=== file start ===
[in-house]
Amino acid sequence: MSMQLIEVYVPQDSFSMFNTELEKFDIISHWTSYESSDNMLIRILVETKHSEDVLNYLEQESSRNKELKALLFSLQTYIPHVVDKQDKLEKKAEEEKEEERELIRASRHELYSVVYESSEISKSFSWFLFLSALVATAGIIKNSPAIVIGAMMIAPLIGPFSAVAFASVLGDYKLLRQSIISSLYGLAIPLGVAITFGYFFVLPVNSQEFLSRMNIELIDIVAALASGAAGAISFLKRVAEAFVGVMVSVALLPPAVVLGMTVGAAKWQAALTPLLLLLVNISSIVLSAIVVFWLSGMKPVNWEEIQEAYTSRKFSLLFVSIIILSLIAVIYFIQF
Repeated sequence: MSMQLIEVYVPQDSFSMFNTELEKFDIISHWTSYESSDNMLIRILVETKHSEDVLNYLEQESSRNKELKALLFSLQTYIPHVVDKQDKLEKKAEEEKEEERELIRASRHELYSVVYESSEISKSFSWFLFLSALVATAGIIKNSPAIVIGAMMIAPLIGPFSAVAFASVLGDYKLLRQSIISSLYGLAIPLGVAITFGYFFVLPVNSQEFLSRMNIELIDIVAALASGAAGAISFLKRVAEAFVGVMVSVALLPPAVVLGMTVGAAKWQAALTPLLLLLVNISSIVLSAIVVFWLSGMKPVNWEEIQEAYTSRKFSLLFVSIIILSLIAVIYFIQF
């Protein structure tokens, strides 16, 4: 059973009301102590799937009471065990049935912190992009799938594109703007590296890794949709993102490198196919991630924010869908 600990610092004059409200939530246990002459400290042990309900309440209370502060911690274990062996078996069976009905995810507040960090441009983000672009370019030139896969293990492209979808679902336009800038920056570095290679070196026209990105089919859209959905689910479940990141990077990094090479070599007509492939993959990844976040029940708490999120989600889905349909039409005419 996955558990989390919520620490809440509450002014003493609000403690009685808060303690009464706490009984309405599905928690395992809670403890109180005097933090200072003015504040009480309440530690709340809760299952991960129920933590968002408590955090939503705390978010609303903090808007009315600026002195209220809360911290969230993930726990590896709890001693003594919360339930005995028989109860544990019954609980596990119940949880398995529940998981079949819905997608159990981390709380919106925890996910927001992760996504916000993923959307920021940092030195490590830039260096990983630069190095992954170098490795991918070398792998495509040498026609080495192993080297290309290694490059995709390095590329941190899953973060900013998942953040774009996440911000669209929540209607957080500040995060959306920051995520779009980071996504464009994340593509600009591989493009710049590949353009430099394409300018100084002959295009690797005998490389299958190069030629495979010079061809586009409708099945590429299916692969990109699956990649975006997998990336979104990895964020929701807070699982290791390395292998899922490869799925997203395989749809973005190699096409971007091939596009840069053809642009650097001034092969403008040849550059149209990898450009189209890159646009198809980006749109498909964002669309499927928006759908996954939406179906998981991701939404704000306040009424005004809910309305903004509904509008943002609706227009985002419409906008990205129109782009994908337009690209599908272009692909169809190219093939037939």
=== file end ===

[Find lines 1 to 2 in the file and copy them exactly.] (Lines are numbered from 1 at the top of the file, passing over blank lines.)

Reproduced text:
[in-house]
Amino acid sequence: MSMQLIEVYVPQDSFSMFNTELEKFDIISHWTSYESSDNMLIRILVETKHSEDVLNYLEQESSRNKELKALLFSLQTYIPHVVDKQDKLEKKAEEEKEEERELIRASRHELYSVVYESSEISKSFSWFLFLSALVATAGIIKNSPAIVIGAMMIAPLIGPFSAVAFASVLGDYKLLRQSIISSLYGLAIPLGVAITFGYFFVLPVNSQEFLSRMNIELIDIVAALASGAAGAISFLKRVAEAFVGVMVSVALLPPAVVLGMTVGAAKWQAALTPLLLLLVNISSIVLSAIVVFWLSGMKPVNWEEIQEAYTSRKFSLLFVSIIILSLIAVIYFIQF